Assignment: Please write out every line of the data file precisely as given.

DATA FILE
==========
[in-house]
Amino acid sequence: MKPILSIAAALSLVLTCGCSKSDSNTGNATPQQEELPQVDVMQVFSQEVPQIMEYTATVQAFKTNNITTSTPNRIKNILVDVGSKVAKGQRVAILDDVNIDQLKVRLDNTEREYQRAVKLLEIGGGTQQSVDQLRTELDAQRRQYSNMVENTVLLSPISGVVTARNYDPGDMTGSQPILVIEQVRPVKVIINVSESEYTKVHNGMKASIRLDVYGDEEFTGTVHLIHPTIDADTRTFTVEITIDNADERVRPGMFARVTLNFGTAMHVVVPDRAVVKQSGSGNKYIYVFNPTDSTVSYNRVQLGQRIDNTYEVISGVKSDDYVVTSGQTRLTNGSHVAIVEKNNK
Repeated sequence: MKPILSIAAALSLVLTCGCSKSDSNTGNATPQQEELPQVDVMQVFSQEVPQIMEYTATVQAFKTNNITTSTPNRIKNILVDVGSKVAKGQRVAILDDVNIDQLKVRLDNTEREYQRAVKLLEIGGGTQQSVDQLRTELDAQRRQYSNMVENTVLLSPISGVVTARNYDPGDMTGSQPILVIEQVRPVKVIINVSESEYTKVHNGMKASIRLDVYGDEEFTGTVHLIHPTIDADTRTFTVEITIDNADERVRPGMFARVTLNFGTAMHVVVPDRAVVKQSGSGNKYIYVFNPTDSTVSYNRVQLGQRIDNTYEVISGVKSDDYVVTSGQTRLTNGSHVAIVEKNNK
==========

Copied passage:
[in-house]
Amino acid sequence: MKPILSIAAALSLVLTCGCSKSDSNTGNATPQQEELPQVDVMQVFSQEVPQIMEYTATVQAFKTNNITTSTPNRIKNILVDVGSKVAKGQRVAILDDVNIDQLKVRLDNTEREYQRAVKLLEIGGGTQQSVDQLRTELDAQRRQYSNMVENTVLLSPISGVVTARNYDPGDMTGSQPILVIEQVRPVKVIINVSESEYTKVHNGMKASIRLDVYGDEEFTGTVHLIHPTIDADTRTFTVEITIDNADERVRPGMFARVTLNFGTAMHVVVPDRAVVKQSGSGNKYIYVFNPTDSTVSYNRVQLGQRIDNTYEVISGVKSDDYVVTSGQTRLTNGSHVAIVEKNNK
Repeated sequence: MKPILSIAAALSLVLTCGCSKSDSNTGNATPQQEELPQVDVMQVFSQEVPQIMEYTATVQAFKTNNITTSTPNRIKNILVDVGSKVAKGQRVAILDDVNIDQLKVRLDNTEREYQRAVKLLEIGGGTQQSVDQLRTELDAQRRQYSNMVENTVLLSPISGVVTARNYDPGDMTGSQPILVIEQVRPVKVIINVSESEYTKVHNGMKASIRLDVYGDEEFTGTVHLIHPTIDADTRTFTVEITIDNADERVRPGMFARVTLNFGTAMHVVVPDRAVVKQSGSGNKYIYVFNPTDSTVSYNRVQLGQRIDNTYEVISGVKSDDYVVTSGQTRLTNGSHVAIVEKNNK